The foil is draped between roof rafters. This can be accomplished before the roof goes on, or by stapling the material to the bottom of the rafters after-the-fact.
It's important to allow the material to droop between the rafters. There should be about 1" of air space between the radiant barrier and the bottom of the roof.
A radiant barrier's effectiveness depends on proper installation. Using a certified installer is your best bet because there are some precautions to be taken during installation.
Aluminum foil conducts electricity. The installer needs to make sure that the foil does not contact bare wiring or other sources of electricity.
The barrier should not be installed on top of the attic floor insulation. Foil on the floor will accumulate dust. It may also trap moisture in the thermal insulation. Both reduce the effectiveness of the radiant barrier and can cause other expensive damage to your home.
The radiant barrier requires the right spacing to function properly. If the foil is pulled tight between rafters, or is sandwiched between pieces of insulation, the foil will become a conductor of heat.
The air space is what makes the foil work as a radiant barrier. No air space means that the barrier will actually be working against your insulation system. It will reduce your thermal insulation's effectiveness.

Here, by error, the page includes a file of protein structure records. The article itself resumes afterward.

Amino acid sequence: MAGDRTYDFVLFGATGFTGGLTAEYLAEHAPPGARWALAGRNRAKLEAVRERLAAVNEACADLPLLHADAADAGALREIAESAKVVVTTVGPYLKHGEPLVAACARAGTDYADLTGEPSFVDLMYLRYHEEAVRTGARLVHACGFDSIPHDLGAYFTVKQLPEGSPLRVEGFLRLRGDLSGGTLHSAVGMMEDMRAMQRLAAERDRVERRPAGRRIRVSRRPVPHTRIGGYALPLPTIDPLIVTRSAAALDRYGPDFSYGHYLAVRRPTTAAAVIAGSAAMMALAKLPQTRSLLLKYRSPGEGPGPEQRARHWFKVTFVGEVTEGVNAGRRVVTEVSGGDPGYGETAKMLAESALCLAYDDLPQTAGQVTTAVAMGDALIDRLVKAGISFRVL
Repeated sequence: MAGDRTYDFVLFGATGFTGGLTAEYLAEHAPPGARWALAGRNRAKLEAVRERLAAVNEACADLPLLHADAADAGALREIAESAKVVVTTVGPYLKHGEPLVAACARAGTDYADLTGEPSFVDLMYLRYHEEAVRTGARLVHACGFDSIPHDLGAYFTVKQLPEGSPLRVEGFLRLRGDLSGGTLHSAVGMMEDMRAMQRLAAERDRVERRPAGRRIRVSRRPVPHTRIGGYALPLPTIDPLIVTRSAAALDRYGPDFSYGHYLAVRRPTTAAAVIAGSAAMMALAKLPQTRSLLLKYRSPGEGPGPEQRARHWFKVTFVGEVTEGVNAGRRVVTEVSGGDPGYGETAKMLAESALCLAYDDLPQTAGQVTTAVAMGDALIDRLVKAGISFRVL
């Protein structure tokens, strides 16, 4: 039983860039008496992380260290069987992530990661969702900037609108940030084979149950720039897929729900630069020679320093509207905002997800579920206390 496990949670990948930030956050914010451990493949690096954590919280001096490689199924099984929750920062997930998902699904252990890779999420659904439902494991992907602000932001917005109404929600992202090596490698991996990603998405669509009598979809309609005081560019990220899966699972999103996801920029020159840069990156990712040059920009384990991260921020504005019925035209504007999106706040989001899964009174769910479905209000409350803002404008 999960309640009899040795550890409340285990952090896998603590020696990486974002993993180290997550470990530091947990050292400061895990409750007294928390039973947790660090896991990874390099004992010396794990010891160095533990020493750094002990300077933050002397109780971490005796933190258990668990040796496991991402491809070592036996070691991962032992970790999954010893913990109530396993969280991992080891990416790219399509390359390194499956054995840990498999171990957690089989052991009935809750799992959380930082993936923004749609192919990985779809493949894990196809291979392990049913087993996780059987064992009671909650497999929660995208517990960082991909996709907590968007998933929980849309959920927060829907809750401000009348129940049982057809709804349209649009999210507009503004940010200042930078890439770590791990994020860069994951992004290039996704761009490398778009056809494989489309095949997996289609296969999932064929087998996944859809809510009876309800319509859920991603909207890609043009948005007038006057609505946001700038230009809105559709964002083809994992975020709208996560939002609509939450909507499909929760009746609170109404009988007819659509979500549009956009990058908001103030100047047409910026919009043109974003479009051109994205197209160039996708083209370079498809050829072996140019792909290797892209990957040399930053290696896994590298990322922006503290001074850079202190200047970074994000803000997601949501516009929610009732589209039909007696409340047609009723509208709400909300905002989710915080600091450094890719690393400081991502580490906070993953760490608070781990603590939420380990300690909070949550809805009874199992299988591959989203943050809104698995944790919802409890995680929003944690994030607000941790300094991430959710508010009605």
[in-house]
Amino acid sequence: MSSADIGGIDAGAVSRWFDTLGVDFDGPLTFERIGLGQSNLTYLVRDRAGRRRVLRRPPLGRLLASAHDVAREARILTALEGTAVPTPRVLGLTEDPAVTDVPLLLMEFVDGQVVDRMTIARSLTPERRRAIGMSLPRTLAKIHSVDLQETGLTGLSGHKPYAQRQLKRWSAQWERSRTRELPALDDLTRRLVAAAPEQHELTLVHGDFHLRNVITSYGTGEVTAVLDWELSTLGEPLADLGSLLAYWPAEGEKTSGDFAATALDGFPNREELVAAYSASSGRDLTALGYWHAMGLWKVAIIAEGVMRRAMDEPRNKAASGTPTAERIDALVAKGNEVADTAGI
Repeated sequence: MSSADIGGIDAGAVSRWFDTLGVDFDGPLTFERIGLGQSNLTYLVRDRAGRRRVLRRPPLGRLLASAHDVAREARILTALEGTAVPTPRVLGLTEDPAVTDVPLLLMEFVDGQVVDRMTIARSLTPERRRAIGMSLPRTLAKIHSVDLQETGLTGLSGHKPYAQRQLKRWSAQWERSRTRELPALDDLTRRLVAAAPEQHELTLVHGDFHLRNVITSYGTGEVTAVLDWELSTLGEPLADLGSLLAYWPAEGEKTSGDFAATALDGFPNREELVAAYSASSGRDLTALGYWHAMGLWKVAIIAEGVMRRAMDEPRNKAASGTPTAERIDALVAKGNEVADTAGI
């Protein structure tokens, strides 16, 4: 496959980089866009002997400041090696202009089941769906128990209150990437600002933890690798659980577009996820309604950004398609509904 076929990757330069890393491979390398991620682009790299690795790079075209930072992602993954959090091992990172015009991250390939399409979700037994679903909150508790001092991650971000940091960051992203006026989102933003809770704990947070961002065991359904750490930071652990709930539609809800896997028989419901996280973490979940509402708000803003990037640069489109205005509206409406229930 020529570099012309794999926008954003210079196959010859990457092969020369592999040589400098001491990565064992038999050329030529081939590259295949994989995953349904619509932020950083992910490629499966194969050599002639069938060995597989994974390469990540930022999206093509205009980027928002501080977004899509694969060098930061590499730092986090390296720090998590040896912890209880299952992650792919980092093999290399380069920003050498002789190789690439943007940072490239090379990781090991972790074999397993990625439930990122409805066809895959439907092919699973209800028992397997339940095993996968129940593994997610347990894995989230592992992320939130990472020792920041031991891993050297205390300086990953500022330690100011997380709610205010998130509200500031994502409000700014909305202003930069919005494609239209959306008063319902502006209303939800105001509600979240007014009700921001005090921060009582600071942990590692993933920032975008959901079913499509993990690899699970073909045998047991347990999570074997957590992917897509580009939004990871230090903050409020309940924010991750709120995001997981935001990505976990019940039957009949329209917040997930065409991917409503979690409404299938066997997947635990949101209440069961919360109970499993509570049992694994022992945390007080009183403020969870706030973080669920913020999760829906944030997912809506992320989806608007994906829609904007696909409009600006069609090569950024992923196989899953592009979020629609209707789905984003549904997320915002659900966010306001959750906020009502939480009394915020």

The value of a radiant barrier in your home depends on your climate and current insulation system. You benefit the most when:
If your attic is already very well insulated, you won't notice the difference of the radiant barrier.
The older your home, or the worse the condition of your current insulation, the more difference you will see. It may be more cost effective to upgrade your insulation with radiant barrier than remove and replace all of your insulation.
A radiant barrier reduces the heat gained from the sun. If your home is in the shade consistently, the radiant barrier won't be as effective.
A south-facing roof will see the most benefit from the installation of a radiant barrier.
Outbuildings with metal roofs would also see a huge difference in radiant heat absorption. If you have a garage, barn, shed, or other outdoor workspaces, you can cut the summer swelter by adding a radiant barrier.
Most older homes have ductwork that runs through the attic. A poorly insulated attic means that the hot ducts warm the air as it passes through the attic into your living spaces.
This makes your air conditioning system less effective.
Adding a radiant barrier to your attic will reduce the heat absorbed by the ductwork. It reduces the load on your HVAC and A/C systems.
Installing a radiant barrier is cheaper and easier than insulating the entire ductwork system.
Living in a warm climate should not mean you have to break the bank to keep your home cool.
A radiant barrier may be the perfect solution to keeping your home and wallet more comfortable in the heat.
Think that a radiant barrier is the right move for your home? Contact us today for a free estimate.